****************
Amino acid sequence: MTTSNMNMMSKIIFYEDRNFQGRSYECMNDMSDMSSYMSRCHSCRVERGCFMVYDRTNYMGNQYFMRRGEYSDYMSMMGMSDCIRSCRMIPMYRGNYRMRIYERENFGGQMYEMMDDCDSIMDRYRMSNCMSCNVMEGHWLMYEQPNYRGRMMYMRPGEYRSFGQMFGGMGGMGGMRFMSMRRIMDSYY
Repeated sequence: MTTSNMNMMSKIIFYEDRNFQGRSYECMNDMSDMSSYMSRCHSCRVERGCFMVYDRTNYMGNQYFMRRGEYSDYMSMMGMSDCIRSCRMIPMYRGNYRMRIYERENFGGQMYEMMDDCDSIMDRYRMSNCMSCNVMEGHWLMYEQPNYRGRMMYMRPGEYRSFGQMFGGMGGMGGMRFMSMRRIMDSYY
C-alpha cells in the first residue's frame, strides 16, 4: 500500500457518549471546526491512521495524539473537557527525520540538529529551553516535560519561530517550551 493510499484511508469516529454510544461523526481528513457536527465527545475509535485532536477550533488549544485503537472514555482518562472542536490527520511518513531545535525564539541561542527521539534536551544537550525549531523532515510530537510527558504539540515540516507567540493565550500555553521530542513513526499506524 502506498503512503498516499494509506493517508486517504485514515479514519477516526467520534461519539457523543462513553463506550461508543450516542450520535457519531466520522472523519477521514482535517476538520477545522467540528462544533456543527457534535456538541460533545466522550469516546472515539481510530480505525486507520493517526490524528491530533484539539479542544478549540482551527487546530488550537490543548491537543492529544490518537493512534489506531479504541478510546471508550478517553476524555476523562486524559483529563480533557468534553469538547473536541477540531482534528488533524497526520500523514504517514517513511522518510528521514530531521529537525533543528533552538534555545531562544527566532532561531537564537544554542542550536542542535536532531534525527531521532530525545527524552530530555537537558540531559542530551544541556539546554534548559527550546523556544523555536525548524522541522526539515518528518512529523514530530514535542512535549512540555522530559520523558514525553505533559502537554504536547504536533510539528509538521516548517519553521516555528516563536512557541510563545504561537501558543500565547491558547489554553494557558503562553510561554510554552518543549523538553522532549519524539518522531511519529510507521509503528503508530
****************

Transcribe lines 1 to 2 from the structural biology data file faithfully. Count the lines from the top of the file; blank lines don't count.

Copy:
Amino acid sequence: MTTSNMNMMSKIIFYEDRNFQGRSYECMNDMSDMSSYMSRCHSCRVERGCFMVYDRTNYMGNQYFMRRGEYSDYMSMMGMSDCIRSCRMIPMYRGNYRMRIYERENFGGQMYEMMDDCDSIMDRYRMSNCMSCNVMEGHWLMYEQPNYRGRMMYMRPGEYRSFGQMFGGMGGMGGMRFMSMRRIMDSYY
Repeated sequence: MTTSNMNMMSKIIFYEDRNFQGRSYECMNDMSDMSSYMSRCHSCRVERGCFMVYDRTNYMGNQYFMRRGEYSDYMSMMGMSDCIRSCRMIPMYRGNYRMRIYERENFGGQMYEMMDDCDSIMDRYRMSNCMSCNVMEGHWLMYEQPNYRGRMMYMRPGEYRSFGQMFGGMGGMGGMRFMSMRRIMDSYY